Provisions of Judgment in Oregon
Oregon law defines a judgment as a concluding decision made by a court regarding issues brought in a case. Once the court makes its ruling in a case, it puts the decision in writing in a judgment document. Under state law, the court may render a judgment in a dissolution of marriage (divorce), annulment or legal separation that contains provisions regarding spousal support, child custody and support, parenting time, and property division and distribution.
When spouses have minor children born, adopted or conceived during the marriage, the court must decide the future care and custody of the children. The judgment may order sole or joint custody by one or both parents, respectively. In determining custody, there is no automatic preference of the mother over the father, and, therefore, the court decides custody based on what is in the child's best interest. The court encourages close contact between the child and both parents and may prefer a joint custody arrangement. However, both parents must agree to joint custody for a judge to order such an arrangement. Joint custody means that both parents share the rights and responsibilities to make decisions for their children, such as education, religion, child's residence and healthcare.
Parenting time is the visitation time the noncustodial parent has to visit with their children. A parenting plan is an outline of the responsibilities of the parents and includes the terms of parenting time. A parenting plan can be general or detailed. A parenting plan must state the minimum amount of parenting time and access the noncustodial parent has with the children. A detailed parenting plan may state the rules for:
• Residential schedule
• Relocation of parents
• Access and sharing of information
• Telephone access
Both parents have a duty to support their children financially. In an annulment, dissolution or legal separation, the court usually does not waive child support by the noncustodial parent. The court may not order support for a self-supporting child, emancipated, married or not in school after 18 years old. The child support provision binds the paying parent until the obligation ends. The court determines the child support obligation for the paying parent based on child support guidelines. In calculating child support, determinations such as each parent's income, parenting time, health insurance, and Social Security or Veteran's benefits may affect how much the parent must pay.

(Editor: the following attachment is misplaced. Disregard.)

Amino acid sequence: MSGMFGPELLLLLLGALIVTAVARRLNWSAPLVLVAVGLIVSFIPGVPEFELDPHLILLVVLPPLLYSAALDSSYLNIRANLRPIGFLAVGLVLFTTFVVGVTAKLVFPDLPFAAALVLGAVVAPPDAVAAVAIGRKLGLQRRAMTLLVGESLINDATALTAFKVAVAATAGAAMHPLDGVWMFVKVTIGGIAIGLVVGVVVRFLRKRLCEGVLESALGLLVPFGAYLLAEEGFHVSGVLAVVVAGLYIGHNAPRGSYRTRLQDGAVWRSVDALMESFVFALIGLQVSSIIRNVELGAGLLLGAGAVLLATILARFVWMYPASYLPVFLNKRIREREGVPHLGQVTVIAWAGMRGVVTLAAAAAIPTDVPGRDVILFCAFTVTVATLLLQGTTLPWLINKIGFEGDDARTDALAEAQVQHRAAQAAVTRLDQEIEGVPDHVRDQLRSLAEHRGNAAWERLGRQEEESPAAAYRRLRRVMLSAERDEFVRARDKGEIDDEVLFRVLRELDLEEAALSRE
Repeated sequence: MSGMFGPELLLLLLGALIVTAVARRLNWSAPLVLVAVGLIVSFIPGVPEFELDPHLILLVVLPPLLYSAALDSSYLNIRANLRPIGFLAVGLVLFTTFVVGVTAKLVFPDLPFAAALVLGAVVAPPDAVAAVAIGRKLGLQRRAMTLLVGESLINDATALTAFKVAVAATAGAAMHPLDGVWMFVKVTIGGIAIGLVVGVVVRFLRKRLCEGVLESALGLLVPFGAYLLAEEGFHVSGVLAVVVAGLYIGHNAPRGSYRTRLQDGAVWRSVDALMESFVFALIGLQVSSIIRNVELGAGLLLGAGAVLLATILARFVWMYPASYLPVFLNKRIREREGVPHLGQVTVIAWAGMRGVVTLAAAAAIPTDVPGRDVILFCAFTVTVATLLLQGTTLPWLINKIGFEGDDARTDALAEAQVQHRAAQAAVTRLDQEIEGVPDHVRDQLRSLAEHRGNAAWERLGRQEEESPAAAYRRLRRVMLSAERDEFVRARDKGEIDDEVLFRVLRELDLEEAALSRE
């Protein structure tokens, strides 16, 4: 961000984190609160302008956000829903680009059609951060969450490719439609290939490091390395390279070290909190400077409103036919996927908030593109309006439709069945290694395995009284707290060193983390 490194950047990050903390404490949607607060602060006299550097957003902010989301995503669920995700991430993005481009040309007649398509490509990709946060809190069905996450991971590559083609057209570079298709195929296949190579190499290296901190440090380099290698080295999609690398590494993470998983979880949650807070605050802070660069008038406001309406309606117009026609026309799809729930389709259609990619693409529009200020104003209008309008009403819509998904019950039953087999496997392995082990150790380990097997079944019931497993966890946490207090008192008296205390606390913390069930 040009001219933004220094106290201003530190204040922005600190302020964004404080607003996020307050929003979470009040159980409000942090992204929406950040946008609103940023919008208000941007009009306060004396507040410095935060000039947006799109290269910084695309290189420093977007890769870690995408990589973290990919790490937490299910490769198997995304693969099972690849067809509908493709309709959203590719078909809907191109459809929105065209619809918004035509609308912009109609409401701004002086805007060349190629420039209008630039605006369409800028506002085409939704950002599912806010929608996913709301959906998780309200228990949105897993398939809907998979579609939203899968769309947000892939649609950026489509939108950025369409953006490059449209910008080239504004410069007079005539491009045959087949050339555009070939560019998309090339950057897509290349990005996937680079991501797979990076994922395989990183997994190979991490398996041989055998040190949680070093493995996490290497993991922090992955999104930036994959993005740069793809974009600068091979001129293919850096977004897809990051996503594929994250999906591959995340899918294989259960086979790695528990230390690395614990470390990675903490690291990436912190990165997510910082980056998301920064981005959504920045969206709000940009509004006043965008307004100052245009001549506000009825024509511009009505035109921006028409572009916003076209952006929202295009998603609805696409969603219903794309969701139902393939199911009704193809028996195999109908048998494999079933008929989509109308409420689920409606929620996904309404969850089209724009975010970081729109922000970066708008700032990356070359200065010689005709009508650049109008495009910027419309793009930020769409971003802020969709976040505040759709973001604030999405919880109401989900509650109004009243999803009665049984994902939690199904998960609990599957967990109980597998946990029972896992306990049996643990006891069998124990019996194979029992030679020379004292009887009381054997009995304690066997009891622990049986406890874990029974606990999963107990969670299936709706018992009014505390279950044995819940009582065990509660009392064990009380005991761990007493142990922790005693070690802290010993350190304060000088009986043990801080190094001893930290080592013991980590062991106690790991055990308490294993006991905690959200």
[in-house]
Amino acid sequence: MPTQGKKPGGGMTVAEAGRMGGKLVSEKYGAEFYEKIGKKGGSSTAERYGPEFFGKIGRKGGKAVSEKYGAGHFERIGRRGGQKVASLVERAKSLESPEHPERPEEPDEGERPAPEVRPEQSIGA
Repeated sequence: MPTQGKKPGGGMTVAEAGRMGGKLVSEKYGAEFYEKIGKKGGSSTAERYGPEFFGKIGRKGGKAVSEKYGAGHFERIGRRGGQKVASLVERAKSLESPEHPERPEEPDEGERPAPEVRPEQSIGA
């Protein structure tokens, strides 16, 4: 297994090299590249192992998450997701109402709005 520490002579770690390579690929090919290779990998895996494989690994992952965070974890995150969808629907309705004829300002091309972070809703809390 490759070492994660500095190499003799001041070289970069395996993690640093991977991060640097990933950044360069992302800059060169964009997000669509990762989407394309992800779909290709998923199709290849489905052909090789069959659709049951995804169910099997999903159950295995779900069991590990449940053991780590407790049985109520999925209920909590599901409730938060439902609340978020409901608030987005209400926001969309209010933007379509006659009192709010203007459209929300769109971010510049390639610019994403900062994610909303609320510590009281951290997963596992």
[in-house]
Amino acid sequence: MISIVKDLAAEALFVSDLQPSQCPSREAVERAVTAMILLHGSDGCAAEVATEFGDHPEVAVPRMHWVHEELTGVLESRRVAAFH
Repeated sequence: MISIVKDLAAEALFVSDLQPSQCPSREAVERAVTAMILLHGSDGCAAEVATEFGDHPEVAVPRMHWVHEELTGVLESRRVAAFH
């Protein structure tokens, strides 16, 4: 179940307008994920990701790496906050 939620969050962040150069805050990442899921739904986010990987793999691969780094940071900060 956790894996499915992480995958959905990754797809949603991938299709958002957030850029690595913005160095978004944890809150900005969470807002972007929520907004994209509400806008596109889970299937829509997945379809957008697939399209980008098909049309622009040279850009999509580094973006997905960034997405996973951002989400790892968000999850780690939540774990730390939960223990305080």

The provision for spousal support is a certain amount of money paid by one spouse to the other. Oregon law sets forth three types of spousal support a spouse may receive – transitional support, compensatory support or spousal maintenance. Payments can be in a lump sum, installments or both.
Transitional spousal support provides the receiving spouse with the money to get the education or training needed to reenter or advance in the job market. The amount of support depends on the duration of the marriage, the receiving spouse's work experience and each spouse's financial need. A court may award a spouse compensatory support when they have contributed significantly to the paying spouse's education, training, career or earning capacity. Factors for compensatory support include the length of the marriage and the amount, duration and nature of the contribution. Spousal maintenance support is financial support by one spouse to the other for a specific or indefinite period. Maintenance support factors may include the standard of living the receiving spouse had during the marriage and each of the spouses' incomes.
Provisions in the judgment regarding property division may state whether the property is separate or marital. The court may order the distribution of property to each spouse and the delivery of the property. Oregon law distributes marital property by equitable distribution. Spouses receive marital property based on what is fair but not necessarily equal.
Talk to an Attorney
At Gearing Rackner & McGrath, we know that circumstances change, and so too should spousal support, child custody and support, and parenting time. Our team of dedicated Oregon family law and divorce attorneys has broad experience assisting clients with modification of support orders, as well as other issues that may come up after a divorce is final. We can advise you whether a modification order will likely be successful, and if you determine to pursue a modification, we will aggressively advocate on your behalf. Call us now at 503-222-9116 to schedule a consultation with one of our divorce attorneys in Oregon or SW Washington.